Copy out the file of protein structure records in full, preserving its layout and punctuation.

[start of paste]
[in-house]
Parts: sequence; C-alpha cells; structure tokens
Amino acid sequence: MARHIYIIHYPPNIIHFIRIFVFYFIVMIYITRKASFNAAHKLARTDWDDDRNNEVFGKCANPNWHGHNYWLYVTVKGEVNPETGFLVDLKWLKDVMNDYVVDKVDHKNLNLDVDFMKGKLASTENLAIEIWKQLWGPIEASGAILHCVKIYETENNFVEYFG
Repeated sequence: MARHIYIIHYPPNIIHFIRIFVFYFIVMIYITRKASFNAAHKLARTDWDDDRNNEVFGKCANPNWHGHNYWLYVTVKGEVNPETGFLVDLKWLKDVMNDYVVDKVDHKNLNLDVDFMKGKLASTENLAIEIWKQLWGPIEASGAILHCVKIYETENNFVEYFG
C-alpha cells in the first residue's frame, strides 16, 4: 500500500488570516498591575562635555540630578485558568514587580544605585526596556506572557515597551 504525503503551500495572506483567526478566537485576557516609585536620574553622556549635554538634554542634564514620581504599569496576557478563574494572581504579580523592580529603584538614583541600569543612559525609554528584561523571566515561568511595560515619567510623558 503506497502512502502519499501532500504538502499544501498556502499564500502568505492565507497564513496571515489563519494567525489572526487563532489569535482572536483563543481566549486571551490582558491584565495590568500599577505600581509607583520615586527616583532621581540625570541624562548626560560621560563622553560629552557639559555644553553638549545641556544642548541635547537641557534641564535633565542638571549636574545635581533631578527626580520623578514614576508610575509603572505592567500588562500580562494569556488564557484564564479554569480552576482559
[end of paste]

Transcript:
[in-house]
Parts: sequence; C-alpha cells; structure tokens
Amino acid sequence: MARHIYIIHYPPNIIHFIRIFVFYFIVMIYITRKASFNAAHKLARTDWDDDRNNEVFGKCANPNWHGHNYWLYVTVKGEVNPETGFLVDLKWLKDVMNDYVVDKVDHKNLNLDVDFMKGKLASTENLAIEIWKQLWGPIEASGAILHCVKIYETENNFVEYFG
Repeated sequence: MARHIYIIHYPPNIIHFIRIFVFYFIVMIYITRKASFNAAHKLARTDWDDDRNNEVFGKCANPNWHGHNYWLYVTVKGEVNPETGFLVDLKWLKDVMNDYVVDKVDHKNLNLDVDFMKGKLASTENLAIEIWKQLWGPIEASGAILHCVKIYETENNFVEYFG
C-alpha cells in the first residue's frame, strides 16, 4: 500500500488570516498591575562635555540630578485558568514587580544605585526596556506572557515597551 504525503503551500495572506483567526478566537485576557516609585536620574553622556549635554538634554542634564514620581504599569496576557478563574494572581504579580523592580529603584538614583541600569543612559525609554528584561523571566515561568511595560515619567510623558 503506497502512502502519499501532500504538502499544501498556502499564500502568505492565507497564513496571515489563519494567525489572526487563532489569535482572536483563543481566549486571551490582558491584565495590568500599577505600581509607583520615586527616583532621581540625570541624562548626560560621560563622553560629552557639559555644553553638549545641556544642548541635547537641557534641564535633565542638571549636574545635581533631578527626580520623578514614576508610575509603572505592567500588562500580562494569556488564557484564564479554569480552576482559